In addition, there’s a demon/vampire themed series in the process entitled Bloodgore, the psychological horror dramedy named Please Stay Tuned, the ghost-themed Ghost Hunt, a sci-fi themed SpaceAges, and many more. These are a small sampling of the indie animated series out there. [7] These persist despite the problem of distribution and funding to “make original stuff”, and possible iffiness of crowdsourcing, as writer Chris Hill pointed out.

Port by the Sea‘s pilot will likely come out sometime later this year. The Far-Fetched Show is also moving ahead, with comics to go with the series like Wild Card. The Nichols’ Patreon notes that a lyrics video for the series band, Sesemoid, is coming out later this year. This also noted they are still working on the pilot. Currently, there is wonderful fan art of the show’s characters, including putting them in a Steven Universe setting, and much more.

The fact that Port by the Sea has over 1400 followers and Far-Fetched Show has over 67,600 followers, along with 406 Patreons of Nichols, proves what animator LanceArts pointed out: that the indie animation scene is “exploding with greater popularity now more than ever.

More episodes of Alpha Betas are currently in production, with recording for new episodes. Four episodes are set to be released in Fall/Winter 2022. Additionally, Lucha Vandross is fundraising for various indie animated series. This includes those inspired by 1980s Hong Kong films (Project Icarus and Project Icarus X) and a modern take on Robin Hood. The latter is about friends “robbing the rich and giving it to the poor” (Samson). [8] Animator 9Hammer is actively releasing series in Newgrounds, of all places. This includes series such as Chaotic Heart and Solace, with new episodes in production.

Others, like Warlord-of-Noodles, have ongoing series as well, which is also posted on YouTube and has a Patreon. Series like Deep States, by Molly, are on YouTube. There is the exciting 2d indie anime in development entitled Broken Beat, made by animators of prominent anime series, like Creative Theory. The series is about a protagonist, Sin, tasked with stopping the reign of the creator god, and challenged by an “endless conflict between humans and manifestors”. Sin masters his form along the way.

Newgrounds is a weird place. There’s a lot of terrible (and amateurish content) there, mixed with sexual content. It is more than what would YouTube would permit, and includes pornographic material. Apart from the series on hiatus by 9Hammer, Beyond the Fog, there’s The Looter, and Zack and Alex. The latter, by Jayevin Abad, had its pilot posted on YouTube as well. Otherwise, there are various other series, films, and more, which have aired on the site. [9] Some shows I’ve noted before in this post, and elsewhere, like Ollie and Scoops, Eddsworld, Tales of Alethrion, and Satina all have pages on the site.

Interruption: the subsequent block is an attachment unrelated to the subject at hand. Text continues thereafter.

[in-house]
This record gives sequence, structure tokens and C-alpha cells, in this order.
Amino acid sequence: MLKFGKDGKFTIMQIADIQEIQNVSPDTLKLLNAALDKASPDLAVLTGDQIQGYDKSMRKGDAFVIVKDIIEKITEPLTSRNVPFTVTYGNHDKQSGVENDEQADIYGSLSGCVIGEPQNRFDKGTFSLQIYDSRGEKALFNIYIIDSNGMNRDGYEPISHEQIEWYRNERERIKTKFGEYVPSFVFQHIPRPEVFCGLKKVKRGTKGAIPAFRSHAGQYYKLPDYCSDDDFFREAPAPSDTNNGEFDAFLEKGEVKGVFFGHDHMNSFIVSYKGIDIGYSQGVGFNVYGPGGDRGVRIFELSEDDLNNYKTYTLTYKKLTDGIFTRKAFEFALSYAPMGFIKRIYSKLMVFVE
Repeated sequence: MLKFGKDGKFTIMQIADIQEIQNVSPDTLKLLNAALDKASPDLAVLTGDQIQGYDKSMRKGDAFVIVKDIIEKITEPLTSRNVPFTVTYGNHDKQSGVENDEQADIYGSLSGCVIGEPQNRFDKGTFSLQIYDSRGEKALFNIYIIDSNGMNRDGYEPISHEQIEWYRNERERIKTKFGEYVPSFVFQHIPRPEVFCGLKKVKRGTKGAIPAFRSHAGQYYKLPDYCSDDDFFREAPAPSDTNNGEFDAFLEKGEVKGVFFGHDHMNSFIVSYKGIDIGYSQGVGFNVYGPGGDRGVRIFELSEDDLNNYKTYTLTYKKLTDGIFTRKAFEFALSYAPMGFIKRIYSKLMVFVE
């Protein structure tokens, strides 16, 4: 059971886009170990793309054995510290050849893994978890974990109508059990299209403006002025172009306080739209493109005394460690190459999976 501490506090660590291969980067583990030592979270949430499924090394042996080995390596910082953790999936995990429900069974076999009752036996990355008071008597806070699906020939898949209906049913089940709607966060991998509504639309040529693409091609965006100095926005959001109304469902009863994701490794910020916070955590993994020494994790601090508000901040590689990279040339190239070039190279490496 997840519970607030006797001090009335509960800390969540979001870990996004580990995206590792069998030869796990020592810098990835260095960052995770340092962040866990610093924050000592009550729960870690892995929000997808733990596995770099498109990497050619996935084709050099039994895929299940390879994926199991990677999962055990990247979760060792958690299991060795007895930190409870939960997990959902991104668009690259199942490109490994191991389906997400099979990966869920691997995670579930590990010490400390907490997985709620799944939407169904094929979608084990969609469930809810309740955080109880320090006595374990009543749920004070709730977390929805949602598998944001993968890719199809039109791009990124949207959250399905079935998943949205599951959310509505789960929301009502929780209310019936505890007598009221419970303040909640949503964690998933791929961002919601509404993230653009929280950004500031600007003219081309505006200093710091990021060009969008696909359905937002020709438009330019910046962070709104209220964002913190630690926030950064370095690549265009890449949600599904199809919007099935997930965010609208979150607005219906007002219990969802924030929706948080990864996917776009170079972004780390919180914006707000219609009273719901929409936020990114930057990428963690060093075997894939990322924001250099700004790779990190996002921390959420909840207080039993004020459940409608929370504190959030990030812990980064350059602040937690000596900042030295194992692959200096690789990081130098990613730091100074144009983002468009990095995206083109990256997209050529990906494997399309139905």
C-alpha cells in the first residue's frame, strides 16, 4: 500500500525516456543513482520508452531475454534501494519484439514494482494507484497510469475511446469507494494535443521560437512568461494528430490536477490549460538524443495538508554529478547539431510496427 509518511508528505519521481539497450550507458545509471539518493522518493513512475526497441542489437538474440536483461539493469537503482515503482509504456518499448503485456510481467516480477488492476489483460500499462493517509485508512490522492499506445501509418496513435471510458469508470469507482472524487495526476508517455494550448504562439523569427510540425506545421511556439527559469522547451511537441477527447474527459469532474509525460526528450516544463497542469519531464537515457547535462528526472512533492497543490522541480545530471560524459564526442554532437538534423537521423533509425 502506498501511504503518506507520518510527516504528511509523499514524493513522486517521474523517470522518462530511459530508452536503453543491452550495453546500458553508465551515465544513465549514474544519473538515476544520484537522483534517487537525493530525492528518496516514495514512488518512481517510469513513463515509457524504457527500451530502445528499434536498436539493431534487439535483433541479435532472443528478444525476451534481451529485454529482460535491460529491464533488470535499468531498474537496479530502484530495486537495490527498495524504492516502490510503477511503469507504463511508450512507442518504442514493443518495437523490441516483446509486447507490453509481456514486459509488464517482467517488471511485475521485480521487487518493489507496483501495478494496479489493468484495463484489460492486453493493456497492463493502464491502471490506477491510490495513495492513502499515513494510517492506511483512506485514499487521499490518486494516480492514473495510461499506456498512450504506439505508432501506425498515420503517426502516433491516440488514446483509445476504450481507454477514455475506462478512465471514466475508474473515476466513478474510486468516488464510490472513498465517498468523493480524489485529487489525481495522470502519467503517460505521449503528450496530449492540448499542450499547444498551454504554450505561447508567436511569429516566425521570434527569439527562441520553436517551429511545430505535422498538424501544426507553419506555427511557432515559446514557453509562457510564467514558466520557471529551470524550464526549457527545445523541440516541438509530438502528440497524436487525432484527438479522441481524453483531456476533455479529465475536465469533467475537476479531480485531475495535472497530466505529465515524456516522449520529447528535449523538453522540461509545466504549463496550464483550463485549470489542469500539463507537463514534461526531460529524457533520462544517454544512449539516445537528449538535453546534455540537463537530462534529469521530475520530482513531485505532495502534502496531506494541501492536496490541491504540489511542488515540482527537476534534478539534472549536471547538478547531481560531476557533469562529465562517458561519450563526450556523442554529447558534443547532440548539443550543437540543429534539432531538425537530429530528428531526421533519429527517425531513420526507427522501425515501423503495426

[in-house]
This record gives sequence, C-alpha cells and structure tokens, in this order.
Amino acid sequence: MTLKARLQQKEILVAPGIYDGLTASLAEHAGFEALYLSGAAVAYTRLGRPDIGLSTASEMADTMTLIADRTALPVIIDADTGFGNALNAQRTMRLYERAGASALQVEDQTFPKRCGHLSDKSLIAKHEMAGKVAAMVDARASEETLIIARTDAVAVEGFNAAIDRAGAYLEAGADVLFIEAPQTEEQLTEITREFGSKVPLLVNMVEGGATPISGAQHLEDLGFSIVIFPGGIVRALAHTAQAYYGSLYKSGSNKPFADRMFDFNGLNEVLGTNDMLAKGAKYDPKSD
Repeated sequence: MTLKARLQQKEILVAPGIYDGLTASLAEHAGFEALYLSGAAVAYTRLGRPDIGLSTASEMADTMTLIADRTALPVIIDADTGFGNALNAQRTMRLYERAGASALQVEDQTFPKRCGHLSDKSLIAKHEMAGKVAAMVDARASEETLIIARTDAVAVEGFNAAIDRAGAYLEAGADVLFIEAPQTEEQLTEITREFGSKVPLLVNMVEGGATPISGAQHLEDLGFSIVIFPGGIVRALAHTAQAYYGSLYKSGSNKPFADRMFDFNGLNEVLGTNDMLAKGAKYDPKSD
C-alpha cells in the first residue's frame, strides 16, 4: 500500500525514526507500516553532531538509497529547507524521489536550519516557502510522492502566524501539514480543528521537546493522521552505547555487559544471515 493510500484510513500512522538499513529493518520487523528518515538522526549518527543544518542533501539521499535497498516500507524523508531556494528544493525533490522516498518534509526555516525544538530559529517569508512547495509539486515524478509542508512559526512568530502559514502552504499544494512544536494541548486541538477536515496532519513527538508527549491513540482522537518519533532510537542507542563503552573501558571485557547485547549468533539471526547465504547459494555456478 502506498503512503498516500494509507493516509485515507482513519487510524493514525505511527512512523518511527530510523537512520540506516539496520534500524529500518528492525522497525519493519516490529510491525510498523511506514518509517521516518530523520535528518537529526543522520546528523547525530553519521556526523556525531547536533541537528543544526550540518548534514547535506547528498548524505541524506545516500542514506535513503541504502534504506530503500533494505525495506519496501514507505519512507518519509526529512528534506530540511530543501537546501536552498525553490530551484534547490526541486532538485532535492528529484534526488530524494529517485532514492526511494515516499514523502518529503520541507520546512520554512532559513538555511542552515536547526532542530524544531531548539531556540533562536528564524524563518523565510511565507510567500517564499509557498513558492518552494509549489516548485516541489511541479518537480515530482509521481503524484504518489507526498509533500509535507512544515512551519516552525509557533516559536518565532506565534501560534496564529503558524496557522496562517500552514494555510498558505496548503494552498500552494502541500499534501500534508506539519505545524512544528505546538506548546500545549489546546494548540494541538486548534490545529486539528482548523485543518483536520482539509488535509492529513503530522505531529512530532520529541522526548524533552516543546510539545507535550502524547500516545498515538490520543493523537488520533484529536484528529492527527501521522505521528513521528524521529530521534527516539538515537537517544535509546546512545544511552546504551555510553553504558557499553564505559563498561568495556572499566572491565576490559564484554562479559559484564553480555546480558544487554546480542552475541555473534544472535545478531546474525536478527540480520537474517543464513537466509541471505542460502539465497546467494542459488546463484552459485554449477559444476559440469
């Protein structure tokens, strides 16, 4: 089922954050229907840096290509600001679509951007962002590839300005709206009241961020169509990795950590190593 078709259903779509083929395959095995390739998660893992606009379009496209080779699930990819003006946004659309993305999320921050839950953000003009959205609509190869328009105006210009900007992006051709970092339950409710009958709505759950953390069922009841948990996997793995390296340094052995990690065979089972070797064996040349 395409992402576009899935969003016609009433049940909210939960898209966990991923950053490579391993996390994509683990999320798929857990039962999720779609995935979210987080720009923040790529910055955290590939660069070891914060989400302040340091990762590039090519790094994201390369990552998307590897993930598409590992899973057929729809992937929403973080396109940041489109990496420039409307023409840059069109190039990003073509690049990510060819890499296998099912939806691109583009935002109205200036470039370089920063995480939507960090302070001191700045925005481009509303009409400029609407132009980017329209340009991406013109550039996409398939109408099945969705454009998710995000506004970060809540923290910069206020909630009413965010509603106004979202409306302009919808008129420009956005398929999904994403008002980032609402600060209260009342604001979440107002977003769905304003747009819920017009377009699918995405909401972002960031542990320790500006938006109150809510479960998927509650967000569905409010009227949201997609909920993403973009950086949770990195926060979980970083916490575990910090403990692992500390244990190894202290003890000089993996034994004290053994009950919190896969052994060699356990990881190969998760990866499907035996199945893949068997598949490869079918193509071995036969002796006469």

Apart from Newgrounds, are further series in development. This includes The Art Of Murder, produced by an Australian indie 2D animation studio named Choc Chip. It is produced by Anokhi Somaia and directed by Nirali Somaia. Sonya Belousova and Giona Ostinelli are the series composers.

The Art of Murder is a murder mystery, musical, and pop culture parody where “sketchbook characters come to life” when the clock strikes midnight. It features voice actors like Lizzie Freeman, who also voices a character in Gods’ School, Lauren Lopez, who founded a popular online musical theatre company named Team Starkid. There’s also Joey Richter (part of the same theatre company), Joey Bizinger, a well-known Japanese-Australian voice actor, YouTuber, and more, and Megan Lee, a Korean-American singer-songwriter. 

There’s further projects of note. This includes various series by LGBTQ creators. [10] For instance, there’s an animated series such as Scrappers, Swift Spark and the Defense Five, Birdboys, and Novas. Scrappers and Birdboys are by trans women, Charlie Gultiano-Wyton and Danielle Maxine specifically. Swift Spark and the Defense Five is by a trans man, Pan. Novas is by a queer and trans artist, Jesse. Scrappers is being produced by Gultiano-Wyton’s animation studio, Variation Media.

Swift Spark and the Defense Five is by artist and animator, Pan, who loves Phineas & Ferb, and is based on a comic of the same name. Birdboys is by artist and animator, Danielle, with some teasers posted on her YouTube channel. Novas is the personal project of Jesse, a SCAD student, who posted a casting call for the animation on Tik Tok. What Avara, mentioned earlier in this article, stated is relevant here: support for indie creators is necessary if you “want to see diversity in animation”. Part of that is LGBTQ representation.

Just as exciting are the shows by Black creators. I’ve mentioned a few in this post already, including Creative Theory, Brandon Wright, Wisdom Nunn, Lucha Vandross, Nya, and Pia. For one, there’s a 2D animated series named Jumbie, produced by a small studio in Trinidad and Tobago, GemGfx Animation Studios. Originally scheduled for release in February of this year, the Jumbie pilot was delayed to February 2023, because the studio was working on a music video for “A Better Tomorrow”, a song by Mark Loquan, featuring Terri Lyons, which came out in April. With that, Jumbie is going forward.

In addition, there is an animated hiphop musical entitled Battu, which is scheduled to become an animated series on Cartoon Network. The latter has also picked up a show drawing from Nigerian culture entitled Iyanu: Child of Wonder to be overseen by a Black-owned animation studio, Lion Forge Animation. Before Disney Branded Television was headed by Ayo Davis, a Black woman, it agreed to pick up Iwájú. The latter is an Africanfuturist series set in Lagos, Nigeria. Disney is co-producing it with Kugali Media, a Pan-African entertainment company.